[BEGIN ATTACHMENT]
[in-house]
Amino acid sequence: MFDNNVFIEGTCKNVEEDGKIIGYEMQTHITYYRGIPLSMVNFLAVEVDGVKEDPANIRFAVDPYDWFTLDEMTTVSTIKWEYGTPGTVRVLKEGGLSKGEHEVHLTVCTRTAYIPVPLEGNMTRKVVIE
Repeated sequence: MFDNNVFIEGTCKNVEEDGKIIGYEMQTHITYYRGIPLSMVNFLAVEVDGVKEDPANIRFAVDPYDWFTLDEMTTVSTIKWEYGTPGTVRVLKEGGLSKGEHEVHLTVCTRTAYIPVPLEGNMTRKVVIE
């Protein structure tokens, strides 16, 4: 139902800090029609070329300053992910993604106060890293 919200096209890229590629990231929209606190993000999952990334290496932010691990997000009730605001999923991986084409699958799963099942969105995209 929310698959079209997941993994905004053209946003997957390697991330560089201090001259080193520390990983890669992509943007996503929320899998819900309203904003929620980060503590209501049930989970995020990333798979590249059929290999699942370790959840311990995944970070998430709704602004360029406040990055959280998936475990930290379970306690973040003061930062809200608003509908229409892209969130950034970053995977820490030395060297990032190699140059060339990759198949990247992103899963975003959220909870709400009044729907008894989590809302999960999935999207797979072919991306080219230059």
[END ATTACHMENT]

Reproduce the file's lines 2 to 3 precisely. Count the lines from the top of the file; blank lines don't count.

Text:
Amino acid sequence: MFDNNVFIEGTCKNVEEDGKIIGYEMQTHITYYRGIPLSMVNFLAVEVDGVKEDPANIRFAVDPYDWFTLDEMTTVSTIKWEYGTPGTVRVLKEGGLSKGEHEVHLTVCTRTAYIPVPLEGNMTRKVVIE
Repeated sequence: MFDNNVFIEGTCKNVEEDGKIIGYEMQTHITYYRGIPLSMVNFLAVEVDGVKEDPANIRFAVDPYDWFTLDEMTTVSTIKWEYGTPGTVRVLKEGGLSKGEHEVHLTVCTRTAYIPVPLEGNMTRKVVIE